Music Reviews
Fake Songs

Liam Lynch Fake Songs

(S-Curve) Buy it from Insound Rating - 1/10

Novelty rock is always a dodgy subject. Electric Six are a good example of how to pull off the old silly rock routine. No one can take a song like Gay Bar seriously, but the sheer audacity of the subject matter and the brash chorus, make it a beautiful anthem for drunks everywhere. Tenacious D are another fine example. They happen to be comedy before rock, unlike E6, so the fact that Jack Black and Kyle Gass can even play instruments is astonishing. Their friend, film co-writer/director and video producer Liam Lynch also uses his keen sense of humour to aid his tunes.

Imagine if you can, Weird Al Yankovic, if he was cool, had cool musician friends and talent. It's hard to, but that is Liam Lynch. Hailing from the sunny beaches of California, Lynch somehow studied school at Liverpool's Institute for Performing Arts with Paul McCartney, where he supposedly left quite an impression on Macca. Late last year, a song called United States of Whatever blasted onto the radio, catching everyone's surprise and forcing the question, "What the hell is this? It's so stupid, yet so brilliant!" Unfortunately though, the brilliance is short-lived.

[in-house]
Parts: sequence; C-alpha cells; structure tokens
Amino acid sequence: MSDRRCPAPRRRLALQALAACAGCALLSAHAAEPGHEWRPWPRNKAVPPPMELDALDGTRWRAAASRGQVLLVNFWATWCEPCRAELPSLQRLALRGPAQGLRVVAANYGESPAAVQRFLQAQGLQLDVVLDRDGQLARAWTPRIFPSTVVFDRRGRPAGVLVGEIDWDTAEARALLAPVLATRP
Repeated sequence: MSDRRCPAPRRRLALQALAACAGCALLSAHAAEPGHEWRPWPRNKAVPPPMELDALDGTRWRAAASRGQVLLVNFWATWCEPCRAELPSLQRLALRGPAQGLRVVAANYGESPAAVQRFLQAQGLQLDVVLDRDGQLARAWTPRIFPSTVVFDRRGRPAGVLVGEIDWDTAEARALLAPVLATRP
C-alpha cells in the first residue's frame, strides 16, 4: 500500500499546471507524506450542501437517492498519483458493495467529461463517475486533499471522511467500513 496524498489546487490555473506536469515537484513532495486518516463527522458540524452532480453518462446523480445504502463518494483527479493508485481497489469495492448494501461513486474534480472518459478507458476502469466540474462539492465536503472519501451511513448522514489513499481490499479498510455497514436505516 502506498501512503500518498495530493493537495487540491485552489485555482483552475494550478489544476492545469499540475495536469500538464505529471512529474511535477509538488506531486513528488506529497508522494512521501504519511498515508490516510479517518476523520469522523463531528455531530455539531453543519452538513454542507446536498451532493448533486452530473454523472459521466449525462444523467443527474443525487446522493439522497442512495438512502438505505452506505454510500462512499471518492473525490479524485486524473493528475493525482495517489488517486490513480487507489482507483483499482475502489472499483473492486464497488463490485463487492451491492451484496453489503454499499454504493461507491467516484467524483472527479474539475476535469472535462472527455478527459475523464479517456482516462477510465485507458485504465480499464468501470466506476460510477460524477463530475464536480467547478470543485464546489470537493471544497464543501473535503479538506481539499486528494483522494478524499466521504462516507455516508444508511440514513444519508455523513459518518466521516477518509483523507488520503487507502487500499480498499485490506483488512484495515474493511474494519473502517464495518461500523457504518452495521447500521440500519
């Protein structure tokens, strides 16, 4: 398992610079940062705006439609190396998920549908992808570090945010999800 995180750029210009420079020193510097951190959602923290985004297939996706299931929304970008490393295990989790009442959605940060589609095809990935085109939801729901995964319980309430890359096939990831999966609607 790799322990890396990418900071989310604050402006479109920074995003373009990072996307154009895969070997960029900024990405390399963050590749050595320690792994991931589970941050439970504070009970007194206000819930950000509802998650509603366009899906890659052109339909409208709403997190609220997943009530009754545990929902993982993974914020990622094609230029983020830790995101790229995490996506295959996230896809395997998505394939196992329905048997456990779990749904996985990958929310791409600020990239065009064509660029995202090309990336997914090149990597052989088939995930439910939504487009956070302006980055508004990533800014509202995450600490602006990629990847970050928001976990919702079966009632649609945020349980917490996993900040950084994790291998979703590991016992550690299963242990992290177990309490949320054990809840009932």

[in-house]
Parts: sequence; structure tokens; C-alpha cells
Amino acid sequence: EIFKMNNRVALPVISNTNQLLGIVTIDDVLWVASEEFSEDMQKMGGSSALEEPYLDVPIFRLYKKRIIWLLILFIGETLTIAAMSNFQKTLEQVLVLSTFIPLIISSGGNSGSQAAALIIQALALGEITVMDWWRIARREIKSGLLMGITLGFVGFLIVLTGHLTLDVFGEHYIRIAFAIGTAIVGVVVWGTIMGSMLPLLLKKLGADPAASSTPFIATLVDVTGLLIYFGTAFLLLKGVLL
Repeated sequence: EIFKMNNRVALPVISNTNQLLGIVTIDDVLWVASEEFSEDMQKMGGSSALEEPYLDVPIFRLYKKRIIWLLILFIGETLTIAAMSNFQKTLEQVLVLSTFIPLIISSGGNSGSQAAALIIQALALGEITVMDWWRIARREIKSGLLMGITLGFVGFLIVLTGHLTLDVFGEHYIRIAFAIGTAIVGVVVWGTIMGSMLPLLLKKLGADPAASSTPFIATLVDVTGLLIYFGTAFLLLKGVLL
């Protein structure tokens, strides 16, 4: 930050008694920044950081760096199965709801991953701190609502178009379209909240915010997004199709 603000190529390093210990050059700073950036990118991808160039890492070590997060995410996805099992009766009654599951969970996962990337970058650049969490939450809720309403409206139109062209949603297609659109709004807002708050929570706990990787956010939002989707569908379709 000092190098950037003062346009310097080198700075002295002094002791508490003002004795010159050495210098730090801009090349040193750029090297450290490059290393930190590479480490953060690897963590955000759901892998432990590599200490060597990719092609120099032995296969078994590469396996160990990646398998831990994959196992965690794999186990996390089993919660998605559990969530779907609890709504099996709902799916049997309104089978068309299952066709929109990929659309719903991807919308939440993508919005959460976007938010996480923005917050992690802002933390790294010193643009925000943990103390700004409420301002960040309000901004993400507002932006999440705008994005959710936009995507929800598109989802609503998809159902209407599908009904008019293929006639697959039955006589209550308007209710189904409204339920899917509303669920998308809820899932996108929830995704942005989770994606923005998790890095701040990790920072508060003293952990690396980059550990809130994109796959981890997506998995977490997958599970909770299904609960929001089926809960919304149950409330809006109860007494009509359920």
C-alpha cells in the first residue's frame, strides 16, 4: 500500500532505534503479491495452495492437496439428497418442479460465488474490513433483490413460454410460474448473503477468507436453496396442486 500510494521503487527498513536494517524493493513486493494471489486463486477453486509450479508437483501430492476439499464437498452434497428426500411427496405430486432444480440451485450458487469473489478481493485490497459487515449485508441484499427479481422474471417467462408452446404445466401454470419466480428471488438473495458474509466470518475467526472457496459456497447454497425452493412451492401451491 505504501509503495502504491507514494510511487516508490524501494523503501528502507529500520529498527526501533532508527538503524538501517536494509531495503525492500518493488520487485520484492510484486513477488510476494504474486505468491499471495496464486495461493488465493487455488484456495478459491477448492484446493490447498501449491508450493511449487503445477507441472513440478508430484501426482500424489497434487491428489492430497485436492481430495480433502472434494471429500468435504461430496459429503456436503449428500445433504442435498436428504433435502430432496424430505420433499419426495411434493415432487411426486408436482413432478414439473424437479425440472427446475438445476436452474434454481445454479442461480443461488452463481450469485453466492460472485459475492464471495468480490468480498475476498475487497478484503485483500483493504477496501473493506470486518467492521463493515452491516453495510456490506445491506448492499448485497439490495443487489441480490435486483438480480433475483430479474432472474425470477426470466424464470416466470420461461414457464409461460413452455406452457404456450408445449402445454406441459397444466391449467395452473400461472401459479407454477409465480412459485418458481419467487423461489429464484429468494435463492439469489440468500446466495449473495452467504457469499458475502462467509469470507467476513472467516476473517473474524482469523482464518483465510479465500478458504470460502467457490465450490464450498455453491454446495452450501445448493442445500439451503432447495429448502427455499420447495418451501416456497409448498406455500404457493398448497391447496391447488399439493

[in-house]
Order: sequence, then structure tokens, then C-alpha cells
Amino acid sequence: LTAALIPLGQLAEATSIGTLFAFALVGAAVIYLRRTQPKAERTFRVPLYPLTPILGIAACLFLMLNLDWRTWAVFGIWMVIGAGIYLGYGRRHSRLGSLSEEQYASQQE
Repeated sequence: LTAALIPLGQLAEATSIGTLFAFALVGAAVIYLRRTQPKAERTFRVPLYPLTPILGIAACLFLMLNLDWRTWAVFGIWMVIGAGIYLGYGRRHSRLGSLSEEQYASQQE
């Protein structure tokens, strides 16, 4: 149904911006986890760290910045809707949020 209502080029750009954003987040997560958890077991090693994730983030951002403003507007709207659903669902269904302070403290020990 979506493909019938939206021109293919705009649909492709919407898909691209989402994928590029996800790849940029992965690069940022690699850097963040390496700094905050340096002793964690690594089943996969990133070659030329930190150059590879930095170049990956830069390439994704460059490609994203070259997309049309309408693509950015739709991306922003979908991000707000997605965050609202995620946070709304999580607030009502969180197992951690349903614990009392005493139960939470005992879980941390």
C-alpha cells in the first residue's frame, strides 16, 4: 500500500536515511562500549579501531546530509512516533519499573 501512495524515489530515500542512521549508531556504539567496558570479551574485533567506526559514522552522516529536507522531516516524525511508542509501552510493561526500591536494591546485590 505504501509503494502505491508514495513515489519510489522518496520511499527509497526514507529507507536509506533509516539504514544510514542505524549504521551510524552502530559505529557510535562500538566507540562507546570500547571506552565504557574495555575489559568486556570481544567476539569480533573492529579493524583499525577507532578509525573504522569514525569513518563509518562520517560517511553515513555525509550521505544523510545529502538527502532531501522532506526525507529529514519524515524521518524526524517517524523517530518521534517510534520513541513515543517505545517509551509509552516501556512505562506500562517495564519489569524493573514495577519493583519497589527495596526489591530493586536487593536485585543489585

The whole idea behind Fake Songs is obtuse. The songs aren't really songs, and if they're meant to be there, the title couldn't be more convincing. While Lynch has displayed plenty of witty moments in his comedy, namely Tenacious D's video for Tribute and his Top Ten hit, his material here is beyond Jackass in stupidity, but not nearly as funny. What will certainly grab the most attention is his feeble attempt to write parodies for five artists he admires. Bjork, Depeche Mode, Talking Heads, Pixies and David Bowie are all targets for Lynch to try and mimic. I'll give him credit, he pulls it off for the most part, but he makes the songs so over the top lyrically, that the wonder passes almost instantly. The sheer idea of doing something so asinine is hard to absorb, but the fact that we're talking about a grown man here really boggles the mind.

There really isn't any saving grace with Fake Songs. You get what you'd expect out of tracks like Still Wasted from The Party Last Night and Rapbot and even less, trust me. Even an appearance by Jack Black himself fails to ignite any spark, as his contribution, a duet called Rock and Roll Whore, does an annoyingly terrible job at taking the piss out of Black Sabbath. Liam Lynch is about as funny as the plague, and even that had its moments in Monty Python. This doesn't have any.